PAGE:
- Research articles on archaeological or biophysical materialities, histories, discourses, practices, and interpretations as these are connected to ethnographically accessible sociocultural or sociolinguistic processes.
- Research articles that explore and reframe the interfaces, connections and similarities– differences between anthropologies associated with rubrics of applied, practicing, and basic research.
Research articles are limited to 8000 total words, including endnotes, bibliography, tables, charts, captions, and body of text. Authors are encouraged to make use of images, which are limited to three. It is suggested that author’s seeking to use more than 3 images should consider submitting their manuscript under the Provocations/Provocaciones/Provações category.
In-Focus Special Issues (replacing Dossiers)
The Journal of Latin American and Caribbean Anthropology invites the submission of proposals for an In–Focus Special Issue consisting of articles dealing with a shared research issue or problem. Individually and as a group the articles should deepen our knowledge of particular situations based in grounded research: The focus on and exploration of a particular issue in specific ethnographic and historical contexts can pivot our thinking on, approach to, or understandings of the issues in question.
These collections should approximate 40,000 total words divided into three to six articles, typically consisting of four Research Articles (see description above; 7-8000 words maximum and three images) as well as an Introduction and a concluding Critical Commentary / Reflections (4-6,000 words each). Authors are encouraged to integrate images or other supplementary audio and visual materials into their analyses. An alternative model is three Provocation type submissions (see description above; 10,000 words maximum), plus an Introduction and a concluding Critical Commentary / Reflections (5,000 words maximum each).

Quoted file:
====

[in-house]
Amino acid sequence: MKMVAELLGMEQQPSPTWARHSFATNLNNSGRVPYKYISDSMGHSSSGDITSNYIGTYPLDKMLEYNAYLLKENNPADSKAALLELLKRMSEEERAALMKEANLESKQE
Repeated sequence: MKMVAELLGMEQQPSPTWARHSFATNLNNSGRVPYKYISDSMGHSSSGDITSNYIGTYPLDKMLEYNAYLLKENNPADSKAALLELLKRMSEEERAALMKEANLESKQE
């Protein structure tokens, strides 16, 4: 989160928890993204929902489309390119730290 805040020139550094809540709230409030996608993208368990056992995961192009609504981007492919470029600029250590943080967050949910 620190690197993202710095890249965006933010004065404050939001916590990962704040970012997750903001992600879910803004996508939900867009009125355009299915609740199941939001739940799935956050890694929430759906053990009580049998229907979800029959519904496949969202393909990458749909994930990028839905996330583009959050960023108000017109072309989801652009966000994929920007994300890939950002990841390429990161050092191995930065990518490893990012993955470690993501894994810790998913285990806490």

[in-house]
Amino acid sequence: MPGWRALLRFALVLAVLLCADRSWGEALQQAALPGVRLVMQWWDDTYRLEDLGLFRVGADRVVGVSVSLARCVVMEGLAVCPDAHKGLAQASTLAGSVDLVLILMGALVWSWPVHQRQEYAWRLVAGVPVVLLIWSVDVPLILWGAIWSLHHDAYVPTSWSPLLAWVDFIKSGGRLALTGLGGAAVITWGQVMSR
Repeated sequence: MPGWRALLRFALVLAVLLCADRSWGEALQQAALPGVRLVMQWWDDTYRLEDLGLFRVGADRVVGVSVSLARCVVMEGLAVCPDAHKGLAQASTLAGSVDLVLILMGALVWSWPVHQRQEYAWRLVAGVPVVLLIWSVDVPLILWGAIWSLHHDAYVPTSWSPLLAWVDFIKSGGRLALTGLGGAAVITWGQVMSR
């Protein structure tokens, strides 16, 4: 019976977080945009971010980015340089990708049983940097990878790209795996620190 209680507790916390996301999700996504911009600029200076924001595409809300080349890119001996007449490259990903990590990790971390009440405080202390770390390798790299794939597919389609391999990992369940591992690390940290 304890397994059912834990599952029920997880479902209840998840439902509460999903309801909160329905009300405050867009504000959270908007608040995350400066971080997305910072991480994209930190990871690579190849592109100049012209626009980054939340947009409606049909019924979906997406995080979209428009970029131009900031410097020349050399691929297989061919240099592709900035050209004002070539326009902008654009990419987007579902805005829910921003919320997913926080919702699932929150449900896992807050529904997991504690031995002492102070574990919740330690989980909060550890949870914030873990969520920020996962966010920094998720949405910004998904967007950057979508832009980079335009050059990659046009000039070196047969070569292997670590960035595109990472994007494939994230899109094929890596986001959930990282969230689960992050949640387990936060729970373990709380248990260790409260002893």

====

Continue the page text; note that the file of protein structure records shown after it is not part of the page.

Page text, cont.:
Organizers and authors wishing to integrate extensive use of audio, visual or audiovisual materials are encouraged. They should include a separate brief paragraph that clarifies the types and quantities of each medium and how they contribute to the argument, evidence or analysis in order to determine specific limitations for the individual and collective submissions.
Introductions and concluding Critical Commentary/Reflections should underscore the significant, value and contribution of the articles and collection as a whole. These “book-end” texts go beyond a summary re-statement of the content of other articles that comprise the collection and must include some broader analytical argument that reviews and assesses existing research on the topics, theories, methods, problems or issues that are the primary concern of In Focus articles. They should have significant discussion of an analytical and historical perspective on how the key issues or problems have been studied in the past, how the In Focus articles work with, against, differently than these historical tendencies of scholarship, and what kinds of future questions emerge to guide us (or that we should avoid). Introductions and Critical Commentary/Reflections must be submitted for review at the same date (within a 2-3 day window) as the other articles that comprise the In Focus collection.